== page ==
represent the diversity of their communities. She felt privileged to be in the room with high profile arts • 1 film
organisations at the workshop, yet wondered if this might come up with any of the partners she might be paired
• 1 screening event
up with.
• 88 audience engagements (screening + online)
When the commissioners and artists were randomly matched, Elsa was paired with Cubitt. After seeing her • 1 podcast contribution
presentation they said they loved her practice and Elsa left the day feeling confident and excited. It also became
clear the organisation was undergoing a lot of change and restructuring at the time and it was unclear for a
while if and how a commission might be realised.
• Better understanding of commissioners
However, after observing a planning meeting for Cubitt’s part in the Going Places festival, Elsa was inspired by • Better networked
the co-ordinator and her unique position in the activities. Watching the co-ordinator’s natural warmth and care • Increased income
for everyone coming in, it was apparent she was the glue bonding groups and activities together. Her very
• New skills
authentic love for the people surrounding her became the focus for Elsa’s work. After this, Elsa visited four or
five more activities, filming the co-ordinator going about her work. She then edited the footage into a short film
and added the sound. In the past Elsa had relied on other people filming, or setting up her camera and
performing in front of it herself. Being behind the camera filming someone else, carrying out the editing process, £1600 (commissions)
and adding the sound were all new skills she developed along the way. Finally, the film was shown at a
community event and online as part of the festival. LOCATION
• Artist – Southend
As a result of the process Elsa came to the attention of the Axisweb team, who have since commissioned her to
be part of the Live Out Loud podcast series. • No Shortlists workshop – London
• Cubitt commission – London
• Online film - national

Sally Fort | | September 2020 32

Elsa reflects,

“It was so exciting! I felt so privileged to be there with those organisations. It takes time to build relationships so to have the possibility of working with one of
them was amazing. I knew it was a win-win for the artists in the room. Whereas for the organisations who normally are on top it felt a bit different. They’re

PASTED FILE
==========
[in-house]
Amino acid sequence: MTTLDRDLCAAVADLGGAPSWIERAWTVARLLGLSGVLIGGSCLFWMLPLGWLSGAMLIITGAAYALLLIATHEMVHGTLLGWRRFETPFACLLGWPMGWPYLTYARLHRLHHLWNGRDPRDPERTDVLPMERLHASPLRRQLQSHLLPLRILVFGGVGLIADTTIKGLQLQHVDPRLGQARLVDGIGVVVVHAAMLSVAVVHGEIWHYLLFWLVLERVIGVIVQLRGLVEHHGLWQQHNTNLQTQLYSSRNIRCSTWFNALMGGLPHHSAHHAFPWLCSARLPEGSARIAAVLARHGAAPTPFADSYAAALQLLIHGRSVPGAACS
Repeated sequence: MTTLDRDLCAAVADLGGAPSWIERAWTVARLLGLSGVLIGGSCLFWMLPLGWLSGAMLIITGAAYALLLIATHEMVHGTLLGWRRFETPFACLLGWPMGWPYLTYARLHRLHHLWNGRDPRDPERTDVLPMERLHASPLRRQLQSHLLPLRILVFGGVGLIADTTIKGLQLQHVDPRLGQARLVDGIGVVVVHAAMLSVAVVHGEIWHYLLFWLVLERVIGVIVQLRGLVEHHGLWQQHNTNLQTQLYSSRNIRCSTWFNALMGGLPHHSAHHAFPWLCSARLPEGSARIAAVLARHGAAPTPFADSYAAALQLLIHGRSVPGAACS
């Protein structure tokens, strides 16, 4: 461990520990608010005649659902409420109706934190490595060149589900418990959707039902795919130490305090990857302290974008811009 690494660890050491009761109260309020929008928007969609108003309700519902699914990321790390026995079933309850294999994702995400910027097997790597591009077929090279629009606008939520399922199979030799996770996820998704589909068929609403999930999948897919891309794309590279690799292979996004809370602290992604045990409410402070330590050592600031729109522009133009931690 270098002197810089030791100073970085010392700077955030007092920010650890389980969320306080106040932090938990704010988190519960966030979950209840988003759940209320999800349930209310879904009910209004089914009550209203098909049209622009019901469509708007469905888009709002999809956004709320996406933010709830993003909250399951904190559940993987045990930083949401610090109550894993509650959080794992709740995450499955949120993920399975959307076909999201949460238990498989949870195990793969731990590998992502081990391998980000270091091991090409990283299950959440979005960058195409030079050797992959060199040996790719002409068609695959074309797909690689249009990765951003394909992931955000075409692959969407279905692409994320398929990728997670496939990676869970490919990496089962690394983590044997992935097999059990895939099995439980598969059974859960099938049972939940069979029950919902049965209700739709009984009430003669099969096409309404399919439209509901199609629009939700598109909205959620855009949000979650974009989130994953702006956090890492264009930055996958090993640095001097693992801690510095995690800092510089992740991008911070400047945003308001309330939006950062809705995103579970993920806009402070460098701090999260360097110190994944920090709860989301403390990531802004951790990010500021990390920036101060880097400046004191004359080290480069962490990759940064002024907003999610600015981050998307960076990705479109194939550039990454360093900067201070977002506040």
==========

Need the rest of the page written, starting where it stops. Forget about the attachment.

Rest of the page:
used to be the ones who choose.

[At a later planning meeting] Charlene [Cubitt education co-ordinator] was there, she was really warm and was getting hugs and kisses as people arrived and
she was just really relaxing and calming and chilled and able to create that for people. Her whole persona was lovely and she knew all about the participants.
She has the relationship between the artists, participants and organisation. And she was the only black woman in the room also. And I thought if I could
capture this in a film – even though I normally work with film makers rather take the film – this time I wanted to capture this, what I’ve just seen.

I make a lot of films about race and identity and blackness in the UK. So focussing on another person, another black woman, was really nice; and to be behind
the lens. It was stressful! It did push my technical levels to the limits. Using voice, those skills were new. And I’d never filmed someone else before, only myself.
And I’d never used sound before, so I learned how to mic up Charlene. My idea was beyond my technical ability, so I had lots of chats with artists I know who
makes films and learned from them.

I’m interested now in including more sound in my work and including more recording and maybe just doing sound and voice on its own and including that in
my work. I feel confident that I can be behind the lens now and have that equipment. I don’t think I’d have gone down that trajectory if not for this. And now I